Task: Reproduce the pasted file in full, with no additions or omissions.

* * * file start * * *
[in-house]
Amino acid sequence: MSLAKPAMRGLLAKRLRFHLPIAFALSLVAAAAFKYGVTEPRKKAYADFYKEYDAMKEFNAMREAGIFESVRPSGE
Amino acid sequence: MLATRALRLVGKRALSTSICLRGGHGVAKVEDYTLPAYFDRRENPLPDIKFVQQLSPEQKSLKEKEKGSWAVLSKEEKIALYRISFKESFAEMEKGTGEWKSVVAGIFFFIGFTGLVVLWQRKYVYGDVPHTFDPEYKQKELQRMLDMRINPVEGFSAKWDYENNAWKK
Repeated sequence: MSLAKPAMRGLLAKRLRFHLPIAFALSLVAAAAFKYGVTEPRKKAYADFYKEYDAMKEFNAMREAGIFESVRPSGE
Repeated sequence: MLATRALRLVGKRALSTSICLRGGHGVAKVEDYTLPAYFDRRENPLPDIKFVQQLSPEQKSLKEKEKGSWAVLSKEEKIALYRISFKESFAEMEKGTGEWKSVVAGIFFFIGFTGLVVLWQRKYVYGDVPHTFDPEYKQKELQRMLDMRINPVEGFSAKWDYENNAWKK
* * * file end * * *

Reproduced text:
[in-house]
Amino acid sequence: MSLAKPAMRGLLAKRLRFHLPIAFALSLVAAAAFKYGVTEPRKKAYADFYKEYDAMKEFNAMREAGIFESVRPSGE
Amino acid sequence: MLATRALRLVGKRALSTSICLRGGHGVAKVEDYTLPAYFDRRENPLPDIKFVQQLSPEQKSLKEKEKGSWAVLSKEEKIALYRISFKESFAEMEKGTGEWKSVVAGIFFFIGFTGLVVLWQRKYVYGDVPHTFDPEYKQKELQRMLDMRINPVEGFSAKWDYENNAWKK
Repeated sequence: MSLAKPAMRGLLAKRLRFHLPIAFALSLVAAAAFKYGVTEPRKKAYADFYKEYDAMKEFNAMREAGIFESVRPSGE
Repeated sequence: MLATRALRLVGKRALSTSICLRGGHGVAKVEDYTLPAYFDRRENPLPDIKFVQQLSPEQKSLKEKEKGSWAVLSKEEKIALYRISFKESFAEMEKGTGEWKSVVAGIFFFIGFTGLVVLWQRKYVYGDVPHTFDPEYKQKELQRMLDMRINPVEGFSAKWDYENNAWKK